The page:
Harry Gruyaert

Harry Gruyaert

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  • Collection “Juste entre nous”
  • Pictures : Harry Gruyaert
  • Text : Brice Matthieussent, Harry Gruyaert
  • 128 pages
  • 14 x 19 cm
  • Softcover
  • 32 colour pictures
  • French
  • ISBN : 978-2-492696-16-9
  • 20 €

Over the past few decades, Harry Gruyaert has been celebrated as a master of color photography. Born in Antwerp in 1941, his fervor for cinema found a parallel expression in photography, a field in which he carved a distinguished career, notably joining the Magnum agency in 1981.

limited edition of 40 copies

Claim your copy of the book signed by Harry Gruyaert and Brice Matthieussent, accompanied by a premium pigment ink print, 10x15cm (image size), numbered and signed by the artist – €280.

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— Belgium. Boom, 1988

about the book

Brice Matthieussent, a writer, critic, and translator, has been a friend and confidant to Harry Gruyaert for nearly forty years.

Their bond has given rise to conversations interwoven with vivid memories – Belgium, both in monochrome and then in color; the exploration of Morocco, India, the United States, Russia, Africa – peppered with astonishing or heartwarming anecdotes, humor and irony, shared admirations, and above all, the signs of a tenacious energy, a determination to uncover new landscapes, alternative ways of life, and the full potential of the then-uncharted medium of color photography some fifty years ago.

Each chapter dedicated to a country or a photographic practice explored by Harry Gruyaert – be it fashion, industry, theater, street scenes, landscapes, and beyond – opens with a nod to one of Gruyaert’s iconic images pertinent to that theme. What follows is a blend of biography with enthralling reflections on the lifelong work of this master colorist and, of course, on the art of his photography.

“It’s like magic… Harry is Belgian, and, as we know, Belgium is the second home of Surrealism. Harry delights in the grotesque, the absurd, the incongruous. He has an affinity for James Ensor’s grimacing paintings and the melancholy and disquiet found in the works of Léon Spilliaert. He once took a photo of a Magritte painting being contemplated by a bald man and a woman wearing glasses.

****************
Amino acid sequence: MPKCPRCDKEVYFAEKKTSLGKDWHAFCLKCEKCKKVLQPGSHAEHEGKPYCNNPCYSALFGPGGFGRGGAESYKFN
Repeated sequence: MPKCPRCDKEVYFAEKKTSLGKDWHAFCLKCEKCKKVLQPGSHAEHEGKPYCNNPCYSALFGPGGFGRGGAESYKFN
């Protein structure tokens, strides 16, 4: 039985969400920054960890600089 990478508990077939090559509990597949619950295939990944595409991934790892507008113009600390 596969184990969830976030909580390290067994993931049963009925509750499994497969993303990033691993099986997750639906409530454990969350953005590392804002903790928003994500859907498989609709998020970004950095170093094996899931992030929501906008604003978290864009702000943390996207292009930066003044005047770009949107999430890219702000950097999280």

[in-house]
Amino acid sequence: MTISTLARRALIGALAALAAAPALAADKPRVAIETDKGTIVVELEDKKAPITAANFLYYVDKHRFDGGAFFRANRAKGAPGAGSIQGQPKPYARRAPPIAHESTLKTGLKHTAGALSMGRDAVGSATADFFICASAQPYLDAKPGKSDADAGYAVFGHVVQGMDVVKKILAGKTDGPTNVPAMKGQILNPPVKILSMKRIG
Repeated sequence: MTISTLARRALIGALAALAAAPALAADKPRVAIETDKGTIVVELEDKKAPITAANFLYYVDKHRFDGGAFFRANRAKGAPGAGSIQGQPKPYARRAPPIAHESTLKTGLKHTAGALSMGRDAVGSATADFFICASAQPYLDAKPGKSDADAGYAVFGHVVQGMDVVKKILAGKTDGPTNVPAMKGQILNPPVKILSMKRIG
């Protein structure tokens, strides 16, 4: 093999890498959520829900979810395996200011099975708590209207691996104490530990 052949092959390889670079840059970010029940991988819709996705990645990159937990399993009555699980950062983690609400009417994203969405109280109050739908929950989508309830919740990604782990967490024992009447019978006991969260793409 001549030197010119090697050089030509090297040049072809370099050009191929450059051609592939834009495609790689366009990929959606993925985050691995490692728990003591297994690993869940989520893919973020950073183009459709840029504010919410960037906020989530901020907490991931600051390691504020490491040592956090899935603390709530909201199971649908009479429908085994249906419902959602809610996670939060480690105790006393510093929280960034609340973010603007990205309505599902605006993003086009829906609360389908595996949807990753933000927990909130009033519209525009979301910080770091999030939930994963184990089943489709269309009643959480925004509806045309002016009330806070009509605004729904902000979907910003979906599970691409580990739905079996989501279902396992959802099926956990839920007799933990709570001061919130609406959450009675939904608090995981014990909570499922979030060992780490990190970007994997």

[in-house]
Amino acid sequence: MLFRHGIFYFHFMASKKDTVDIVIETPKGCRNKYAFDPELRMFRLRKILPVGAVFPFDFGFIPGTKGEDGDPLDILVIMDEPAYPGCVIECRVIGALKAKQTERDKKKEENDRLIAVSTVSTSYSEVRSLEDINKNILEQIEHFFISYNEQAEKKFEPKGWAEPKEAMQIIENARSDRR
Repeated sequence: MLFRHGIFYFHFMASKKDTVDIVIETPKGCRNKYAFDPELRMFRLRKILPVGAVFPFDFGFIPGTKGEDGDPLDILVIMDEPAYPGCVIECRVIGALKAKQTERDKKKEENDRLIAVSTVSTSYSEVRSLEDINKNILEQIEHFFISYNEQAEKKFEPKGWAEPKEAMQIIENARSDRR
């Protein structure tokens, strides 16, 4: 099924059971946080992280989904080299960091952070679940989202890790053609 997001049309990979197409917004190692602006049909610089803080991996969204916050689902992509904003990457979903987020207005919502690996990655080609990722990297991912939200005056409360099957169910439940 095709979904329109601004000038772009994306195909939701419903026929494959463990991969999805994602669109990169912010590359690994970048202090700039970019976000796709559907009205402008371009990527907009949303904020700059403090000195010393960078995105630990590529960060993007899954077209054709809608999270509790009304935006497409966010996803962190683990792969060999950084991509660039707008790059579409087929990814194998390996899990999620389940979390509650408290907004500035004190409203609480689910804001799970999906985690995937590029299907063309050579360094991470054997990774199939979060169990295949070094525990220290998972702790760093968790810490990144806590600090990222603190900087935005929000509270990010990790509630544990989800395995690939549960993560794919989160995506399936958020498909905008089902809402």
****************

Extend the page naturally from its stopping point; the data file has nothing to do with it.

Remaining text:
I believe I have solved the puzzle: Harry’s photos have the same unsettling effect on me as Ensor and Spilliaert, Magritte and Delvaux, the symbolists and surrealists who sought the magnetic fields celebrated by André Breton. My unease stemmed from Belgitude! But here’s the thing: Harry is the most jovial, or as the English say, the most companionable, friend in the world.

Warm, polite, and funny, with a penchant for jokes, he is a great storyteller who loves to hear a good yarn… until he shares some ‘incredible stroke of chance’ that had just befallen him. And then, I’m in doubt again: Surrealism suddenly makes the laws of probability implode; this ‘incredible’ thing that he’d just experienced, it could happen to no one else.

The world, with sumptuous colors that he distils into his images, its beguiling, seductive order, begins to unravel, or rather, is quietly subverted, eroded by coincidences that mark Harry Gruyaert’s existence, lacing his bright images with a hint of the uncanny, creating a slight sense of unease that, in my view, gives them their true depth.

As Harry puts it: ‘One must be wary of those who never contradict themselves.’”
Brice Matthieussent, extract.


Additional information


Simple book, Limited edition